Win a holiday to Lapland – a seasonal Facebook scam

The most wonderful time of the year is fast-approaching, but it’s also the time of year when the classic Lapland holiday scam makes a reappearance. I had a quick look on Facebook, searched for ‘Lapland competition’ and quickly found a prize promotion that appeared to offer the chance to win a family holiday to Santa’s homeland. The post read:

“**LAST CHANCE TO WIN A FAMILY TRIP TO LAPLAND THIS CHRISTMAS**
5 Nights in wonderful Lapland with your Family.
Return Flights + Luxury Cabin
Meet Santa + Toys for Kids.
To win simply:-
{LIKE} This Post
{SHARE} This Post
{COMMENT} “Lapland” below.
Winners picked on Friday!
Good Luck”

Is this a scam? Yes, it’s unequivocally a scam and sadly no one who engages with it is going to be walking in a winter wonderland any time soon. There are lots of ways to tell (see my post on how to spot a Facebook scam), but the most obvious one is that it all seems too good to be true. A holiday to Lapland and all you have to do is like, share and comment? That ought to set sleigh bells ringing straight off.

Actually, there are so many obvious giveaways that this is a scam not a genuine prize promotion. It says winners will be picked on Friday, but which Friday? That’s not a proper closing date, is it? Where are the terms and conditions? A prize promotion must have terms and conditions. Is there a blue tick next to the page name to show it’s verified by Facebook? No. And what about the information in the About section? It’s sparse, to say the least, and there’s no attempt to list a company website, even a fake one. I could go on…

When I found this page, the top post had 4.5k likes and 3.8k shares. I flicked through the comments and this one was typical: “What a fantastic way to spend my 40th birthday which is on the 11th December with my beautiful family of 5 and 4 years of age. It’s always be my dream to see the northern lights.” I clicked through to the woman’s profile and, although I can’t say for sure, she looked like a real person (she hadn’t updated her privacy settings recently) and that confirms that real people – people like you and me – are falling for this scam.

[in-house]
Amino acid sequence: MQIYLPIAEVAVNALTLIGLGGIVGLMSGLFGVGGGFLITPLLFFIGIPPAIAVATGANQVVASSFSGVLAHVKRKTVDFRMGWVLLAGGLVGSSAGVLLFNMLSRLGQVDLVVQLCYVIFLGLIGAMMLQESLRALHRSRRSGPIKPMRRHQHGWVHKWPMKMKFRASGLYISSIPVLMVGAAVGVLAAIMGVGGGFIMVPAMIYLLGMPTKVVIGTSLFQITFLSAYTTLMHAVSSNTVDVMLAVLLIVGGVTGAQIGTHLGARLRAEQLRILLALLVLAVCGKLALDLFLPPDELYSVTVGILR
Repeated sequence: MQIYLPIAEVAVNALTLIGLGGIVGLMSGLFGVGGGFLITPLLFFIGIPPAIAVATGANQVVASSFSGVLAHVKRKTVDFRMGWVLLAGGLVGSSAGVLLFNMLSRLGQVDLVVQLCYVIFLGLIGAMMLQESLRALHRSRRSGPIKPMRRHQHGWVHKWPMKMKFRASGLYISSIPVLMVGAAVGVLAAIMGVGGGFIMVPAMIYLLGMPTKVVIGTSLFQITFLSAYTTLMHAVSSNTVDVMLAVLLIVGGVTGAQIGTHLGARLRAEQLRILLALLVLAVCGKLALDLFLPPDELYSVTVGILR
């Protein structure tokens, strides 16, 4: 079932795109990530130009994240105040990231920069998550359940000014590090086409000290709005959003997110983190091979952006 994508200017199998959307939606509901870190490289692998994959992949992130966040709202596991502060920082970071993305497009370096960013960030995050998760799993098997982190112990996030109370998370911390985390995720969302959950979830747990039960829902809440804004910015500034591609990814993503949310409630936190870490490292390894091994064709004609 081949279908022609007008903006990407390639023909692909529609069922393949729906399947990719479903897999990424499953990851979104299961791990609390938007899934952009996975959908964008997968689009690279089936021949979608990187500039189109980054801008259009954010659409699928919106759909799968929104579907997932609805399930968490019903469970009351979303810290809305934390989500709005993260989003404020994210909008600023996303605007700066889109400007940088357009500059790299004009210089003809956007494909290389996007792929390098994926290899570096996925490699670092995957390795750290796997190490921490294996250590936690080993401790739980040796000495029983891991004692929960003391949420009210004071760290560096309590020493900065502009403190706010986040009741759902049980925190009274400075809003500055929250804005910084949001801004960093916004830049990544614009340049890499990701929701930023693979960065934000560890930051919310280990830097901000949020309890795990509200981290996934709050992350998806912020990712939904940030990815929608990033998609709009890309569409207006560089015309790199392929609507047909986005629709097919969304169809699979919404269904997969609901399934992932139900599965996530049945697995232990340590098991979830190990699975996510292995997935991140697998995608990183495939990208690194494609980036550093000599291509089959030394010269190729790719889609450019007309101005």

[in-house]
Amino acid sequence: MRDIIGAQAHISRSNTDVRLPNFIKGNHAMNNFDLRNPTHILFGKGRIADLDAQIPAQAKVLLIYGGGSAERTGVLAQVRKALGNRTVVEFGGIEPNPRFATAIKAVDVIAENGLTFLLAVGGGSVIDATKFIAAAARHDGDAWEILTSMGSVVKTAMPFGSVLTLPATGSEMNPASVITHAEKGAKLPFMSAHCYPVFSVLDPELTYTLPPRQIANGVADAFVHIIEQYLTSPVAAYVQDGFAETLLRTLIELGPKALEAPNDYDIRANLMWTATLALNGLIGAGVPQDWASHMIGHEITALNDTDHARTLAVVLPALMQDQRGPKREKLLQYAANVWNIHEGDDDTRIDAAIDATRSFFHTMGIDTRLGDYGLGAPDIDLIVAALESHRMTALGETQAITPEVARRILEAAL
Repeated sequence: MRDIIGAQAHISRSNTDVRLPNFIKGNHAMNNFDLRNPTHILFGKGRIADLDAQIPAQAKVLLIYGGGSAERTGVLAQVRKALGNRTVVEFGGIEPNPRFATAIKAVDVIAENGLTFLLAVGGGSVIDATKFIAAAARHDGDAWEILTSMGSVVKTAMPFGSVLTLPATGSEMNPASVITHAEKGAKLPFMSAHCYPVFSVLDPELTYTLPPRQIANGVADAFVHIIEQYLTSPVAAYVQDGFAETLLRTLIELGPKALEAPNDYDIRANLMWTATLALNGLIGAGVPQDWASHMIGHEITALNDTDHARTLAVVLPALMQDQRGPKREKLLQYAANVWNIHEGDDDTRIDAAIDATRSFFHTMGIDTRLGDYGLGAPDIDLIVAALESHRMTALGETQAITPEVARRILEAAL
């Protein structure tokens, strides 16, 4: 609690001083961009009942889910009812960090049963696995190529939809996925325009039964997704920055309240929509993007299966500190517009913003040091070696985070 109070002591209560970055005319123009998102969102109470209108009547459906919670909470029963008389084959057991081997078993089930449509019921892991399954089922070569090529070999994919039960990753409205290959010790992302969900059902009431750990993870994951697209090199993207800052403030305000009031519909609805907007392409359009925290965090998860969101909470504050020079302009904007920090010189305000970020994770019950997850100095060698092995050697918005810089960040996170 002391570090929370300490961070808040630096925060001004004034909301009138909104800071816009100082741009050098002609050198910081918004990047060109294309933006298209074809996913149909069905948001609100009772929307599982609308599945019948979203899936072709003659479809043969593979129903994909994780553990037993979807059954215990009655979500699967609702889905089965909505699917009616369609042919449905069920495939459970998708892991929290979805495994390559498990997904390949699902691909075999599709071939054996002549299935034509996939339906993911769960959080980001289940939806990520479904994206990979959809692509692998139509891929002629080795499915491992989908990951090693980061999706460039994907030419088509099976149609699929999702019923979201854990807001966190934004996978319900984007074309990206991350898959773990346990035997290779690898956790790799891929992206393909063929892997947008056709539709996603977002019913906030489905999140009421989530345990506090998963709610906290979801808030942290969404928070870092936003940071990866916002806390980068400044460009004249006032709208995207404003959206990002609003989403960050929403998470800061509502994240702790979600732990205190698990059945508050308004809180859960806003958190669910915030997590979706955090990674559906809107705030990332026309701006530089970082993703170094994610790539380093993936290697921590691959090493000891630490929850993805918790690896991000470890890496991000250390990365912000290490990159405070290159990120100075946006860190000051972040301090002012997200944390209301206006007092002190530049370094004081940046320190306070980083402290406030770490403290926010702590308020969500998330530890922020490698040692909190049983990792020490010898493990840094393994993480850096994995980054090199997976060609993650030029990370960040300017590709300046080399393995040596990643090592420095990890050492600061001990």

As I’ve said before, it’s easy to be drawn in. I’d love to win a holiday to Lapland, too, but this is ‘like farming’. I’m going to do a proper post on that soon, but basically scammers fraudulently build a following on Facebook which they then use to con people into giving away their money or their personal data, including financial information. If you look at the Community figures for this page, 165k people like it and 167k follow it. That’s a massive number of Facebookers who have opened themselves up to potential exploitation by the scammers.

This is just one example of a Lapland holiday scam. There are many others, some of which even use exactly the same photographs as this page, and many, many other fake prize promotions on Facebook. Please don’t fall for it yourself and please do all you can to raise awareness of scams like this. That’s what’s at the top of my Christmas list. Well, joint top, along with world peace, of course…

Sarah Burns is Prizeology’s Chief Prizeologist, an IPM Board Director, and a SCAMbassador for National Trading Standards Scams Team. She can spot Facebook competition scam from a mile away.

© Prizeology and The Prizeologist Blog, 2018. Unauthorized use and/or duplication of this material without express and written permission from this site’s author and/or owner is strictly prohibited.

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